Partager la page par email
Ajouter la page à vos favoris
Envoyer l'adresse de la page sur Twitter
Partager la page sur Facebook
Any question? Call us at : +33 970 405 020
0.00 € VAT Incl.
Your shopping cart
Products search Advanced search

The craft in Mali

 The craft industry in Mali 
In Mali the craft industry varies from an ethnic group to another. So we have decided to show you the work made by the different ethnic group before showing the modern realizations.
You could admire at any time the work of certain ethnic groups in the museum ethnologic collections. Unfortunately all the ethnic groups are not represented. However we hope you will appreciate this travel across the Malian culture.

 The Touareg craft industry 
Unlike what we could think, the Art to the Touareg is quite different from that of the Arab. It is enough to remark the cross of the pommel of their saddle or that constitutes the hilt of their sabres and the shape of their shield to know this difference. But it will also be wrong to think that of the cross used by the Touareg in their Art is due to a somehow influence of Christianity. It should be preferable to give an artistic characteristic to this cross, instead of religious or historical characteristic, to consider it a simple object of ornament.
To the Touareg craftsmen occupy an insignificant place. Every fraction had one or several “malem” (blacksmiths), which do every kind of work, the wood and the leather. They play the role of musicians or sometimes magicians. Generally these blacksmiths are half-castes issued from the relations of the noble masters with their slave women “Bellah or Daga”. They constitute a different social class, but they are not considered nobles, for to the Touareg, nobility is acquired by birth. All the same we can meet craftsmen by profession in the Ksour where they live either isolate or in small groups. These craftsmen, weavers, potters, tailors etc… are blacks with an origin difficult to be précised. Some of them continue to bear the antique leather cloths. But they may be as well white race as the “Inadan” as black race such as the “Ibarogan” of the south, craftsmen are considered to belong to an inferior social stratum and keep away from the nobles. This concern a kind of discrimination based not on the colour of the skin, or on profession, but on the dangerous power of witchcrafts they are supposed to obtain because of their relations with the Evil Ones. In fact, it is to be afraid that the contact with these bonesetters and magicians become prejudicial to the nobles; hence the consequence is that to certain nomadic tribes, a noble woman married with a blacksmith is banished by the society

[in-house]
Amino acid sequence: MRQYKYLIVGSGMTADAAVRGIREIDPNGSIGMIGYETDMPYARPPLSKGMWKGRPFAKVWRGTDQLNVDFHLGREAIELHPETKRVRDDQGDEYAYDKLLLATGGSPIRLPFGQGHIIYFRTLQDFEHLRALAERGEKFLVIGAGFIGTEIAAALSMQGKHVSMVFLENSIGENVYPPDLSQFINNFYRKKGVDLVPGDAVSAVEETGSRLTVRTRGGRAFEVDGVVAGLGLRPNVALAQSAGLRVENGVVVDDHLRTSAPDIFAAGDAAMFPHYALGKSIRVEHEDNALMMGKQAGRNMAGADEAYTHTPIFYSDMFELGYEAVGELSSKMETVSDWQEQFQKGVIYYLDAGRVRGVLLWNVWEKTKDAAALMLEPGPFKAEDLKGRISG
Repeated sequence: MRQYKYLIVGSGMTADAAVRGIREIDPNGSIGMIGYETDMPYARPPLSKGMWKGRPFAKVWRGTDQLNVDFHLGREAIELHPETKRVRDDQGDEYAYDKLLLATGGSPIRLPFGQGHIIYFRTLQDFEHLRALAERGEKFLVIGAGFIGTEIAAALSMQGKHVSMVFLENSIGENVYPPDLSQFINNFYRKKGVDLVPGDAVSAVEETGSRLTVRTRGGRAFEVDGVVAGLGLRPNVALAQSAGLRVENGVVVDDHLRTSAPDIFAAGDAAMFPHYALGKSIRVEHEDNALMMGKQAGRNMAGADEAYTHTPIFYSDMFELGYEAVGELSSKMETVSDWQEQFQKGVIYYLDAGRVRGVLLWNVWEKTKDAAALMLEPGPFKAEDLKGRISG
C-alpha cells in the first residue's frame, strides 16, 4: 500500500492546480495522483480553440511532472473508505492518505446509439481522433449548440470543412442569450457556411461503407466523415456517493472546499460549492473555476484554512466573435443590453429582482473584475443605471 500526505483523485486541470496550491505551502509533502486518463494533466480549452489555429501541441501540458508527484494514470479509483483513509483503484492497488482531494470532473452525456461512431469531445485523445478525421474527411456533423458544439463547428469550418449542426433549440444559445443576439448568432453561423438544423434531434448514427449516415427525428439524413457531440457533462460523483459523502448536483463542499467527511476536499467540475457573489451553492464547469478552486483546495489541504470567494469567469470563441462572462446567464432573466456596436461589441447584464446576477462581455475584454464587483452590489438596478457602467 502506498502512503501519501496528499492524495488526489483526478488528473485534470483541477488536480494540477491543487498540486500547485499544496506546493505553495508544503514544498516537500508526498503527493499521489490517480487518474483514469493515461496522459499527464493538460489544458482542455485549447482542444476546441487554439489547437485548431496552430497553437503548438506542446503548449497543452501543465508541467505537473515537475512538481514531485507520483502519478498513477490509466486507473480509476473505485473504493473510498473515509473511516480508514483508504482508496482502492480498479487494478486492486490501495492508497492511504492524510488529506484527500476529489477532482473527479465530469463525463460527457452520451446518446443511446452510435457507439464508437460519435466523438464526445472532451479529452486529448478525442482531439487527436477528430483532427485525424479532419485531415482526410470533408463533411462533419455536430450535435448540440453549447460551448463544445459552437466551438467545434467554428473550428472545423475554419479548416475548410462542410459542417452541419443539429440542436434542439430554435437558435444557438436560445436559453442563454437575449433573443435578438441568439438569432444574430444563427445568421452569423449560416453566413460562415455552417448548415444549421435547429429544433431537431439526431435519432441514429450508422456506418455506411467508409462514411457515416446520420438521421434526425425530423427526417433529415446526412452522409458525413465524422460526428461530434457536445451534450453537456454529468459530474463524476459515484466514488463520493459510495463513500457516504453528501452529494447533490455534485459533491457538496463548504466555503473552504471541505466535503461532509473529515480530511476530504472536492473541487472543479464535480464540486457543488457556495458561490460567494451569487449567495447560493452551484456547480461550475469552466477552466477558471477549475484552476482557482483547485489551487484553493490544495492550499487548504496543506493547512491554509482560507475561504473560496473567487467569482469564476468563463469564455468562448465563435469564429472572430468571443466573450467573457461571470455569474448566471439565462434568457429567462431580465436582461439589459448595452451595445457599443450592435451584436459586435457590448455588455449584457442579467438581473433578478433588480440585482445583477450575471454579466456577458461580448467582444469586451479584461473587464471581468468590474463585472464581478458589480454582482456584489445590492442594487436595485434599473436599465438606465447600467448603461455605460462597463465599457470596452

The Maure craft industry 
The craft industry is fewer developed to the Maure. They have just a caste craftsman, the maalem (blacksmiths) that made objects with iron, copper and precious metals: gold and silver. They do not made by themselves their raw materials as the Bambara blacksmiths; they buy the iron and copper with the other sedentary groups. They work also with wood. As the Maure do not have the caste of shoemaker, it is the wives of the blacksmiths who make this work. At least they are very skilful in the work of leather. So they make pillows, travel bags, scraps, fans etc. The Maure do not have weavers, or tailors, or dyers. They dress with imported cloths and it is their women who sew their cloths. Slave women do the basket making. They made so baskets, fans etc. And so craft industry is nearly present to the Maure.
 The Fulani craft industry 
The noble Fulani do not practice any craft. The industries of every kind are the monopoly of a particular caste “Wailoube” and “Nieniebe” (blacksmiths and jewellers), “Loube” (woodworkers), “Garankobe” and “Sokebe” (Shoemakers and harness makers) etc. All the same their women make “letié” (mats), “n’bedou” and “niorgo” (fans and straw trays as lid for milk and foods calabashes) and “sorombia” (decorated leather pillows) made for the exclusive use of housekeeping and not for sale.
In the contrary, they don’t make baskets. They buy their baskets with their neighbouring ethnic groups. The young make by themselves their straw hats while looking after bestials in the pastures. They do not make them for sale but for their own use or that of their family members.

 The Bambara craft industry 
They are mostly practiced by special castes: blacksmiths (Noumou) and woodcarvers (Koulé) for the manufacture of iron and every kind of metals, sculptures and pottery, this last manufactured especially by women, and shoemakers (Garanké) for the works with leather. Both men and women do the basket making. Their place is very important in the building of huts and the furniture such we are used to see. The weaving is not the monopoly of a particular caste. Generally, slaves do this.
All the women but not the men can do the dyeing made in majority by caste women. In this respect, it should be better to point out that the fundamental colours used by Bambara are: the black, the red and the white. According to them, the black colour can be identified with the raining season when the deep clouds become rains, the red characterizes the dry season, during which grasses are reddish; whereas the white, “the colour of faro” unites the first two colours because of its brightness.

 The Malinké craft industry 
Malinké are usually very clever with their hands. The young Malinké likes doing odd jobs. More often, at 9 or 10 years old, he begins to make curious small boats with straw, weave fans, and many small objects with the loam or pieces of iron.